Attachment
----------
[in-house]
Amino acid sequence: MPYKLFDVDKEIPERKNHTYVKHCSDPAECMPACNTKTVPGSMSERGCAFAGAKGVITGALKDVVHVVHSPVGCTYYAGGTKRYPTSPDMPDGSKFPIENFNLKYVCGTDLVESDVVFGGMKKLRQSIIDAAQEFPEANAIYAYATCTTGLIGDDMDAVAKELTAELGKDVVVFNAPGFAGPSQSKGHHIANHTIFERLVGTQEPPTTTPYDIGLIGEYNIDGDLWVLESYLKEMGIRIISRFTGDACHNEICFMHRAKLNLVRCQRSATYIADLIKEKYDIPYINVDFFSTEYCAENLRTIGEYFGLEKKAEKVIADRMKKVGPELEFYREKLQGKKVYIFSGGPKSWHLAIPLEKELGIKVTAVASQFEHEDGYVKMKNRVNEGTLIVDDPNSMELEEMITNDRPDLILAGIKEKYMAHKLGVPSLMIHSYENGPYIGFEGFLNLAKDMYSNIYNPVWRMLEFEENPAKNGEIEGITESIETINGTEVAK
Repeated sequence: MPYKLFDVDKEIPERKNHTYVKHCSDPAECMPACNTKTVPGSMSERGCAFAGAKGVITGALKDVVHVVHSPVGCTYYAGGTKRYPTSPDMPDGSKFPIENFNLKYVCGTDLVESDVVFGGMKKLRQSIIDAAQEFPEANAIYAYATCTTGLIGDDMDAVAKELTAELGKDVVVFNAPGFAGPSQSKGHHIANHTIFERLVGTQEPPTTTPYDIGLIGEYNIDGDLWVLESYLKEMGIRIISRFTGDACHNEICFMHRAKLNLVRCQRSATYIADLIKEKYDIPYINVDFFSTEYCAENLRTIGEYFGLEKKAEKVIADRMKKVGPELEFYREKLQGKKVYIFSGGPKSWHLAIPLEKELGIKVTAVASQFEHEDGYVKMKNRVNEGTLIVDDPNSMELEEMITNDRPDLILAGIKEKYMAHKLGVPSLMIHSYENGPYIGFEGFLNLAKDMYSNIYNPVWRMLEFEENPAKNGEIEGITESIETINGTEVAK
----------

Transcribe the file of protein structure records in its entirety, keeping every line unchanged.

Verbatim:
[in-house]
Amino acid sequence: MPYKLFDVDKEIPERKNHTYVKHCSDPAECMPACNTKTVPGSMSERGCAFAGAKGVITGALKDVVHVVHSPVGCTYYAGGTKRYPTSPDMPDGSKFPIENFNLKYVCGTDLVESDVVFGGMKKLRQSIIDAAQEFPEANAIYAYATCTTGLIGDDMDAVAKELTAELGKDVVVFNAPGFAGPSQSKGHHIANHTIFERLVGTQEPPTTTPYDIGLIGEYNIDGDLWVLESYLKEMGIRIISRFTGDACHNEICFMHRAKLNLVRCQRSATYIADLIKEKYDIPYINVDFFSTEYCAENLRTIGEYFGLEKKAEKVIADRMKKVGPELEFYREKLQGKKVYIFSGGPKSWHLAIPLEKELGIKVTAVASQFEHEDGYVKMKNRVNEGTLIVDDPNSMELEEMITNDRPDLILAGIKEKYMAHKLGVPSLMIHSYENGPYIGFEGFLNLAKDMYSNIYNPVWRMLEFEENPAKNGEIEGITESIETINGTEVAK
Repeated sequence: MPYKLFDVDKEIPERKNHTYVKHCSDPAECMPACNTKTVPGSMSERGCAFAGAKGVITGALKDVVHVVHSPVGCTYYAGGTKRYPTSPDMPDGSKFPIENFNLKYVCGTDLVESDVVFGGMKKLRQSIIDAAQEFPEANAIYAYATCTTGLIGDDMDAVAKELTAELGKDVVVFNAPGFAGPSQSKGHHIANHTIFERLVGTQEPPTTTPYDIGLIGEYNIDGDLWVLESYLKEMGIRIISRFTGDACHNEICFMHRAKLNLVRCQRSATYIADLIKEKYDIPYINVDFFSTEYCAENLRTIGEYFGLEKKAEKVIADRMKKVGPELEFYREKLQGKKVYIFSGGPKSWHLAIPLEKELGIKVTAVASQFEHEDGYVKMKNRVNEGTLIVDDPNSMELEEMITNDRPDLILAGIKEKYMAHKLGVPSLMIHSYENGPYIGFEGFLNLAKDMYSNIYNPVWRMLEFEENPAKNGEIEGITESIETINGTEVAK